Last week I wrote about my regret at never having had the chance to take a cooking lesson with Anna Tasca Lanza. My disappointment was alleviated in a big way while I was down in Sicily, since I had the great good fortune of cooking with Anna’s daughter, Fabrizia.
Fabrizia now runs the school her mother founded, and continues to hold classes in the same kitchen that is part of the Case Vecchie on the Tasca d’Almerita Estate. A large table for communal meals takes up most of the space, while an open kitchen with an island is located at the end of the wood beamed room. Pots and pans, tin utensils and brightly colored Sicilian pottery hang from the walls, making the space as warm and as inviting as Fabrizia herself.
When we arrived for our lesson, Fabrizia was already getting started. Arms covered in flour up to her elbows, she was wrangling what would become part of our first course: the dough for cavatelli. Cavatelli are a small (about 1 inch long) pasta shape. They almost look like tiny, ridged, hot dog buns, that roll up on themselves. They are made out of grano duro flour and water and are most common in the south, especially Puglia and Molise.
Working the dough with grano duro and water is no easy feat. It’s a much harder dough to work with than one with more eggs and softer flour. But Fabrizia – despite looking unlike any hardened Italian mamma/housewife I’ve ever seen – had no trouble bringing the ingredients together for enough pasta to feed 20 people
Like orecchiete, cavatelli usually take quite a bit finagling and skill to turn them into small, neat shapes. But Fabrizia proudly brought out a nifty little gadget that turned ropes of the challenging pasta dough into perfectly formed cavatelli with a few turns of the handle. Even pasta-phobic me was quickly cranking them out. “It’s from America,” she explained, “I think you can order it online.” Well, ok then, you know what to get me for Christmas.
Fabrizia had already prepared the sauce before we arrived. I think she probably thought it wasn’t worth having an actual lesson about it, since it was just pesto, which everyone knows how to make, right? Wrong. As I snuck a spoon into the big bowl of green for a secret taste I realized that this was unlike any pesto I’d had before. Fabrizia, seeing my surprise, smiled and said one word: Salvia. Sage. It was sage pesto! What a daring, and completely brilliant idea. But actually, since there were huge bushes of it in the herb garden, and massive pots of it in the courtyard, I’m not that surprised she’d come up with this new twist on an old favorite. In keeping with the Sicilian/local theme, instead of pine nuts a handful of almonds provided the nutty component.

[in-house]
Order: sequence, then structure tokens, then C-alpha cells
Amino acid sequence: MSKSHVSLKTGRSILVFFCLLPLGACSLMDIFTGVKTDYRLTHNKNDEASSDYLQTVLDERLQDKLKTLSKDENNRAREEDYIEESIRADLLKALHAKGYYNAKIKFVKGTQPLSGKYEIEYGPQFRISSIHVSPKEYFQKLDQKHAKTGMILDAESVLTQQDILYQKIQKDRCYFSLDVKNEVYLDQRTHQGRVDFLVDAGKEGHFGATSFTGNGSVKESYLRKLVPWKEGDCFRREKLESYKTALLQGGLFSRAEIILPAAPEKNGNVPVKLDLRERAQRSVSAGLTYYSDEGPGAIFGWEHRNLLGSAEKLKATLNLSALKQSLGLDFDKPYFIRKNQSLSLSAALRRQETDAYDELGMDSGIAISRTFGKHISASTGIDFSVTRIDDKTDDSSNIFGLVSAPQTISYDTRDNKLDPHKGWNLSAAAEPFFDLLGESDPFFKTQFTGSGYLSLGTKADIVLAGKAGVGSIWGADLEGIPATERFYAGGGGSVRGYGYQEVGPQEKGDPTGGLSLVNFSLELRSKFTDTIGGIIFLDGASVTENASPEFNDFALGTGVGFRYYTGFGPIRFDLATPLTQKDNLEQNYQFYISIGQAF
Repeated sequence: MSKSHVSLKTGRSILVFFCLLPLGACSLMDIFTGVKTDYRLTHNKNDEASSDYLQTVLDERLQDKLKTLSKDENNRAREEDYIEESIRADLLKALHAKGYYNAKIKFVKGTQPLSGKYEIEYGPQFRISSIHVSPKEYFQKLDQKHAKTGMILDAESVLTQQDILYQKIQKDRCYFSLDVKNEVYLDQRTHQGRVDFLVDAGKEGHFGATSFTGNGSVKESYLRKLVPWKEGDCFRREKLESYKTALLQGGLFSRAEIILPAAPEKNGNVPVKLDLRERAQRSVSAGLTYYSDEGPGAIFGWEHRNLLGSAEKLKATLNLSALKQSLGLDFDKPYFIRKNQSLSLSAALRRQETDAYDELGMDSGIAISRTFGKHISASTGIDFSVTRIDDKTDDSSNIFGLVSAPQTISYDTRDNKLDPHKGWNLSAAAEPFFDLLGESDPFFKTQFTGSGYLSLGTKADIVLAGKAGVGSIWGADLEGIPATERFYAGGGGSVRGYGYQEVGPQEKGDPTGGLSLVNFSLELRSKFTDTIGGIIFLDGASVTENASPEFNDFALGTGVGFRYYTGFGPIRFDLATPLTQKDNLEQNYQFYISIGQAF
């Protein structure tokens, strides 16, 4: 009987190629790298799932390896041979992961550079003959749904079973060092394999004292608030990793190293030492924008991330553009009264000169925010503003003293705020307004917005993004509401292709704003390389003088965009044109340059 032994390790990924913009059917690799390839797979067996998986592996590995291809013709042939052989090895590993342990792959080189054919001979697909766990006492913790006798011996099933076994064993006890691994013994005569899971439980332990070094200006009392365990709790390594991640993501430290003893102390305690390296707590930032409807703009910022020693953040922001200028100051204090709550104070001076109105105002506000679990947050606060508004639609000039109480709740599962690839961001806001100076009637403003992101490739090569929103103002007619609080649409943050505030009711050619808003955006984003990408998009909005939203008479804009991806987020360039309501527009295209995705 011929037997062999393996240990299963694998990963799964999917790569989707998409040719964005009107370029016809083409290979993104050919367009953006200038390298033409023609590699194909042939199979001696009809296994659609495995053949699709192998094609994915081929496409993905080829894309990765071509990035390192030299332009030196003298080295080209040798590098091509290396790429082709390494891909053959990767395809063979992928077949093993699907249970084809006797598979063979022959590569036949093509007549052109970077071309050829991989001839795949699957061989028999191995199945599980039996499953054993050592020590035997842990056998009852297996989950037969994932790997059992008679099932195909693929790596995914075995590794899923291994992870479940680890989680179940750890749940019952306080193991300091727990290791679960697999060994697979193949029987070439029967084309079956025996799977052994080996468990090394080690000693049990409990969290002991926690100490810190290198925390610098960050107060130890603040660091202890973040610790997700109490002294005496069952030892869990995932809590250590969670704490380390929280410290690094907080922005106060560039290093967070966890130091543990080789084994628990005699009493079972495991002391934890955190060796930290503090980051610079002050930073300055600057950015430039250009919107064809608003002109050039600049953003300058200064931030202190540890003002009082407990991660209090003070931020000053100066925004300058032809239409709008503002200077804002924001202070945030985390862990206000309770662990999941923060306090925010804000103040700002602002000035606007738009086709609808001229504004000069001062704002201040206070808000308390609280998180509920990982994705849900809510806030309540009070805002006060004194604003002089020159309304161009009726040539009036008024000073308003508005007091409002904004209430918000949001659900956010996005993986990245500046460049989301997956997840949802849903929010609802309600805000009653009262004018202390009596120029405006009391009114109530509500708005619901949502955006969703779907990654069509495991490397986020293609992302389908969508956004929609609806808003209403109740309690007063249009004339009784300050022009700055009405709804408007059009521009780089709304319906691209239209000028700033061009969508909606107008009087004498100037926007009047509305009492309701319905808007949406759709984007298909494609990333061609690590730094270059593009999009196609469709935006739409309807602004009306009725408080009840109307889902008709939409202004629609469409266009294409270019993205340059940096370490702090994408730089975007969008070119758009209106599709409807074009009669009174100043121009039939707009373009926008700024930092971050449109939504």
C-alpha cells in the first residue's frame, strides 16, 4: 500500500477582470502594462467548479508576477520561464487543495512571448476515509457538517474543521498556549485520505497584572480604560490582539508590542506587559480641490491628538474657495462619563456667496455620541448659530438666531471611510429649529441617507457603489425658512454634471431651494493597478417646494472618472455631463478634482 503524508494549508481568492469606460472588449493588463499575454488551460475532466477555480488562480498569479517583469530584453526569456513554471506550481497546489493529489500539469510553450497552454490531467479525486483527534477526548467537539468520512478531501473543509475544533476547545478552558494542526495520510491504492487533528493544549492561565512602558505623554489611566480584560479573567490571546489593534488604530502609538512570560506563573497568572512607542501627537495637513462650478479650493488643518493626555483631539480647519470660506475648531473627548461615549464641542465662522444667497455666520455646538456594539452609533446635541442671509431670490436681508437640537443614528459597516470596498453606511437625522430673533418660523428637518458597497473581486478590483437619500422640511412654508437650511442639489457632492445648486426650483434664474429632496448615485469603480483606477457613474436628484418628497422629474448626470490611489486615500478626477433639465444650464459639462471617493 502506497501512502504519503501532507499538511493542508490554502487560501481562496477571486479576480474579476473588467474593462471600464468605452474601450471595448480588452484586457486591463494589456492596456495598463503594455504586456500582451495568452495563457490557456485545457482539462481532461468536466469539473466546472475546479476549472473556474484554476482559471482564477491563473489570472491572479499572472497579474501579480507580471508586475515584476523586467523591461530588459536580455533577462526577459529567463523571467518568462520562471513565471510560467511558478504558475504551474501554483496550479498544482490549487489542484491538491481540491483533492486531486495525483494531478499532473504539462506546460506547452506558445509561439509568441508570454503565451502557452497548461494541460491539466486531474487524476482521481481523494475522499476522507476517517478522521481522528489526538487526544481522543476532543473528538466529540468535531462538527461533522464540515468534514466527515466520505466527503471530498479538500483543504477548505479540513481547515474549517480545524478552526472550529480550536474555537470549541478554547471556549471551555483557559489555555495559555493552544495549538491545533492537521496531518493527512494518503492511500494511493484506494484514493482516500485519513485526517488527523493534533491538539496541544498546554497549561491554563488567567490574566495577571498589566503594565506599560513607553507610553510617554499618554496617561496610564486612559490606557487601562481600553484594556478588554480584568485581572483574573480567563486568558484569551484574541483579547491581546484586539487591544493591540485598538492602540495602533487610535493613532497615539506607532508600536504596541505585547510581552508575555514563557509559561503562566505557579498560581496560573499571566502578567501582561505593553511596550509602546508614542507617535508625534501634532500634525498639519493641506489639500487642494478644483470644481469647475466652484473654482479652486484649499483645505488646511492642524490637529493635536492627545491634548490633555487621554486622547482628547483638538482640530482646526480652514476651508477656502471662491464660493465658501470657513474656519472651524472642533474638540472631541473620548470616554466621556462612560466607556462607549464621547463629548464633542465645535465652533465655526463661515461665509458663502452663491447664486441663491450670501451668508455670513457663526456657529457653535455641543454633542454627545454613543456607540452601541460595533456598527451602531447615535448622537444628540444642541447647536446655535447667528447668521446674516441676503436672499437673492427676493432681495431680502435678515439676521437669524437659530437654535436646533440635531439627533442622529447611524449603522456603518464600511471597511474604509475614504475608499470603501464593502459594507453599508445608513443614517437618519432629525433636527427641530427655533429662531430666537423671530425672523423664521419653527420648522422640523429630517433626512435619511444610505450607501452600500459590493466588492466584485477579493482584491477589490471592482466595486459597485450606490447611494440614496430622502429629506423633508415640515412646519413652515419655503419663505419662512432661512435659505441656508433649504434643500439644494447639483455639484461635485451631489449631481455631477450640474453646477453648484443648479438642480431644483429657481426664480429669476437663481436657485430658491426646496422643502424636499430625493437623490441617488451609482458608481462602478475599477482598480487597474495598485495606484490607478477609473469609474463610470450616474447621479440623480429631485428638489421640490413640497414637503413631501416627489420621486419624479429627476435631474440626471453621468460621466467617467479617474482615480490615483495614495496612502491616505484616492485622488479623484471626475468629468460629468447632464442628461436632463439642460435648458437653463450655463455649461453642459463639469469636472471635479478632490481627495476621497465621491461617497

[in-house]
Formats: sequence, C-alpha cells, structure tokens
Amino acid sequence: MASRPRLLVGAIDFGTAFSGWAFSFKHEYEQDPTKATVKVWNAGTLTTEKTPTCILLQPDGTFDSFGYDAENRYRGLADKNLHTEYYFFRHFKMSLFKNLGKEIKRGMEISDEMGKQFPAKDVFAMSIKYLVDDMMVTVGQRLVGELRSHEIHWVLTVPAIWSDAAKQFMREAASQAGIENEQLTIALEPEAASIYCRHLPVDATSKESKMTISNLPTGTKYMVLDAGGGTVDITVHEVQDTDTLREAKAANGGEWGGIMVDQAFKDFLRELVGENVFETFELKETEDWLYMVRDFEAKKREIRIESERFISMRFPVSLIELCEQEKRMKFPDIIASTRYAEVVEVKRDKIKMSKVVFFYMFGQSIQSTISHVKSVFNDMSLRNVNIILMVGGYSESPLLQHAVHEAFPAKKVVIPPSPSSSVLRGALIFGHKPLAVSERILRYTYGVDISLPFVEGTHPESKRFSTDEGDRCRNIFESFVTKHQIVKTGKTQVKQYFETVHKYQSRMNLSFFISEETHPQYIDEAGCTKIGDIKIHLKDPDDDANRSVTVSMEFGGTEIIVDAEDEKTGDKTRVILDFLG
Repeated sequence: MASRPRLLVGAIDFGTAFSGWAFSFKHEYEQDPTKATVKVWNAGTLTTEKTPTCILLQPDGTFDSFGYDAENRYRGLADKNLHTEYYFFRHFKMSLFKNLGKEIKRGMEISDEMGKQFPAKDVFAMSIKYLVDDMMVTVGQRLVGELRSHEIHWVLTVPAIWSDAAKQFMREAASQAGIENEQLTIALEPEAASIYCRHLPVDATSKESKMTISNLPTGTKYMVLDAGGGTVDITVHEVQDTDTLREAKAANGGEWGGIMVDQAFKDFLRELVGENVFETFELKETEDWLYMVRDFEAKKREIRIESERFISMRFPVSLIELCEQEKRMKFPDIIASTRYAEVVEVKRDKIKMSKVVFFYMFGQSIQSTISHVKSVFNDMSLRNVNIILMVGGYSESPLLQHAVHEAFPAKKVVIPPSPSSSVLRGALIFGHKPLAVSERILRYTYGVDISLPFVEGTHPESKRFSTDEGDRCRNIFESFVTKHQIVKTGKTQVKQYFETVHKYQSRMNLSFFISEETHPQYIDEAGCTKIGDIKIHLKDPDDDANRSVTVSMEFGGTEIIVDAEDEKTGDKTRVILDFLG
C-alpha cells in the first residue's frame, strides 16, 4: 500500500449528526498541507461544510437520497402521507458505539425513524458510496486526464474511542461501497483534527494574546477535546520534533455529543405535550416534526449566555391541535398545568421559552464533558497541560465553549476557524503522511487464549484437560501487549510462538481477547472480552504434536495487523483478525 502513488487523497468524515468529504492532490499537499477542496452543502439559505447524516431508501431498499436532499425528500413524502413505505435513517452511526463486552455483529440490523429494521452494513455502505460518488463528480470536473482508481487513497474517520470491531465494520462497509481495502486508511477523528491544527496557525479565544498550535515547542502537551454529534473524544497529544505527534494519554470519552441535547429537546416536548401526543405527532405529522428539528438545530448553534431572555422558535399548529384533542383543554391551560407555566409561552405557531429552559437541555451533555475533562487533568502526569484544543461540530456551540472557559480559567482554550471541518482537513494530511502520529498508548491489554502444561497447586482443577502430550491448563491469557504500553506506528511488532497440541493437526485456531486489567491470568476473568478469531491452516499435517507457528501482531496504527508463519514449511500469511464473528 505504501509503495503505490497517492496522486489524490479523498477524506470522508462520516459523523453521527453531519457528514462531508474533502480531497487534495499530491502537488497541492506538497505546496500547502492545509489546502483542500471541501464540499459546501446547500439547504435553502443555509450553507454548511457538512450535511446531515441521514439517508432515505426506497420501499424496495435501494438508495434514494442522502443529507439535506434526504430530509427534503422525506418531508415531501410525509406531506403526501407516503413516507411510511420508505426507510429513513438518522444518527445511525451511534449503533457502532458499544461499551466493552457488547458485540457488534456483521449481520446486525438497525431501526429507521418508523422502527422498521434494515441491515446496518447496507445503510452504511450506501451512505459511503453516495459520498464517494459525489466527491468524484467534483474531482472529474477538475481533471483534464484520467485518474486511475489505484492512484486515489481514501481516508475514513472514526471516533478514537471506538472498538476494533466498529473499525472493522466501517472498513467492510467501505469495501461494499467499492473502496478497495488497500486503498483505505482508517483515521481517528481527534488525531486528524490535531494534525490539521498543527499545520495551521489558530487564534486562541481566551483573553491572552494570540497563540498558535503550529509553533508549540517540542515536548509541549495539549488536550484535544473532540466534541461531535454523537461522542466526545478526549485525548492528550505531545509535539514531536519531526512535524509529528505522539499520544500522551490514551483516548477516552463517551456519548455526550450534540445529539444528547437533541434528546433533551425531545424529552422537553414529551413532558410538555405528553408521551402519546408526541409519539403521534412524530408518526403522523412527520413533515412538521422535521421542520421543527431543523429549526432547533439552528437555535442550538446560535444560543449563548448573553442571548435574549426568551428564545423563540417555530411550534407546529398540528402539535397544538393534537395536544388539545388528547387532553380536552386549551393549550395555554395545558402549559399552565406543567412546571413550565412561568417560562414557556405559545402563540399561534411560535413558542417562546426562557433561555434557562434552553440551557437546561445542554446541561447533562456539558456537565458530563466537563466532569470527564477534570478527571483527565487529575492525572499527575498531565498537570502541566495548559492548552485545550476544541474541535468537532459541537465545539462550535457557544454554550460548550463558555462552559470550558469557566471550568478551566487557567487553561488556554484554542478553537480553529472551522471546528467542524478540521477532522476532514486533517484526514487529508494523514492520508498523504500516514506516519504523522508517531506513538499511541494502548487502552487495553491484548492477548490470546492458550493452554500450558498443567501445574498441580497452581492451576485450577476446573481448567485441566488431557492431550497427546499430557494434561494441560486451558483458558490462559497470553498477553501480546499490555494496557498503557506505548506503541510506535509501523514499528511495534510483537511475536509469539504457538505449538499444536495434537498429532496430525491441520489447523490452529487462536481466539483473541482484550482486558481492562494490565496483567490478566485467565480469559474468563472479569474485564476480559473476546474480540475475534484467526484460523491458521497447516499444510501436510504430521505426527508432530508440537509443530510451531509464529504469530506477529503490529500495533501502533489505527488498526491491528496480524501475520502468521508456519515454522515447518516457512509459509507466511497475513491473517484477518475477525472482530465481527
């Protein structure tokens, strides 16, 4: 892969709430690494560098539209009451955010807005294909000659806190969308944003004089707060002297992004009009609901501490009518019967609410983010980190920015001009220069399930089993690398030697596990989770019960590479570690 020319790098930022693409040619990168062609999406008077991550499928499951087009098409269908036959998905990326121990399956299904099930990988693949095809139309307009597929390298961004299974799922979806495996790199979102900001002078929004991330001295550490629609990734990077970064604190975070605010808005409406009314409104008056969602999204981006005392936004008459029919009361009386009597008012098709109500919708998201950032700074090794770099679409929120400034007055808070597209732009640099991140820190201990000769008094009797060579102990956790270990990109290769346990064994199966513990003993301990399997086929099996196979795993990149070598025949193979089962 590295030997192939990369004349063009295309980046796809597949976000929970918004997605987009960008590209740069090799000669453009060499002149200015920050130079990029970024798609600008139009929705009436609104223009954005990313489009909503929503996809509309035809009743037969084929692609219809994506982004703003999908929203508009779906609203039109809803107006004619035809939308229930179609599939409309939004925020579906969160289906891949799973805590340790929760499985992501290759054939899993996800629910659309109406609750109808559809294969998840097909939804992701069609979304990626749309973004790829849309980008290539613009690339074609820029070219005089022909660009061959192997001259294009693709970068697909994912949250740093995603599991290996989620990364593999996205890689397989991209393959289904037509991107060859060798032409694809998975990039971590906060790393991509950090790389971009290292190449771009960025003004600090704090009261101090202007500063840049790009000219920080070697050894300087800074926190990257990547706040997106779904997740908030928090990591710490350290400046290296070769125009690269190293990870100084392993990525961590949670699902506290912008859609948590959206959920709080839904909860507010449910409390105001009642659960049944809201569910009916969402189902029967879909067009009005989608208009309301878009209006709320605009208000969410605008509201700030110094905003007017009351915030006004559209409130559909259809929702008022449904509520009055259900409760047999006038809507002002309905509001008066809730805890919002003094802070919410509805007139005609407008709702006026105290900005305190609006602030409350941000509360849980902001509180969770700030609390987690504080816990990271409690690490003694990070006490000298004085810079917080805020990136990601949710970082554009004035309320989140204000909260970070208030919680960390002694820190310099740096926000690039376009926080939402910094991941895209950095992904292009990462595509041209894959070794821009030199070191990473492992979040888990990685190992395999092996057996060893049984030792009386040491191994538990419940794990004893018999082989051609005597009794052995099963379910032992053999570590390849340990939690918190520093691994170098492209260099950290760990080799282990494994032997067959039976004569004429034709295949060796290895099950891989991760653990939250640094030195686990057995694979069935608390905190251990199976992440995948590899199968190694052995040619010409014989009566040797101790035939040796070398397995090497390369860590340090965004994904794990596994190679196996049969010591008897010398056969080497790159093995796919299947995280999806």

While I always hope to come away from a cooking lesson with new recipes (and I did ) it’s the technique that’s always so crucial. How do other people do things? While I wish I had taken a video of Fabrizia making the dough to show you how it’s done, I did take enough photos to show you how she pulls it all together at the end.
Rather than just dump the load of pesto on top of the pasta and then mix it all up, she carefully spooned some sauce into a large, wide serving platter, adding a bit of pasta cooking water to loosen it up. Alternating pesto ,pasta and water, and only gently stirring it every so often, she made sure each little curly cue of pasta was perfectly dressed, yet not bruised or mangled.
Don’t be intimated by making fresh pasta. If Fabrizia can do it, while looking all elegant and never breaking into a sweat, then you can do. Especially if you go online and order one of these nifty cavatelli makers.
- 1.2 kilos / 2.2 pounds of grano duro flour*
- 300 grams/ 10 ounces of all purpose flour
- 2 eggs
- 100 grams of ricotta
- MIx the flours and place on a clean work surface. Make a well in the center of the flour.
- Mix the eggs and the ricotta together.
- Place the eggs and ricotta into the well and begin mixing the flour into the center, adding just enough water to pull it all together. For this amount of flour you will probably need about 2 cups of water. But it all depends on the humidity and temperature, as well as your flour. The dough will be very stiff. Keep kneading it until it is smooth and elastic.
- Let the dough rest, covered with plastic wrap, for about a half hour.
- When the dough is ready, pull bits off and shape it into a rope, about a half inch in diameter. Run the dough through the cavatelli maker, spreading the formed cavatelli out on a clean, floured dish towel.
- To cook, bring a large pot of salted water to boil. Add cavatelli and cook till done. Start checking them after 5 minutes, since they may cook fast.
- To serve, toss with Sage Pesto. (See recipe below)
- 2 cup Sage leaves
- ⅓ cup toasted almonds, with skin
- 2 cloves garlic, chopped
- ½ to ¾ cup olive oil
- ½ cup grated mild pecorino cheese
- Place the sage leaves, almonds and garlic in a blender. Pulse until coarsely chopped. With blade running, drizzle in the olive oil.
- Put the pesto into a bowl, and stir in the cheese. Taste and adjust for salt.
(multiply by 4 for the above amount of pasta)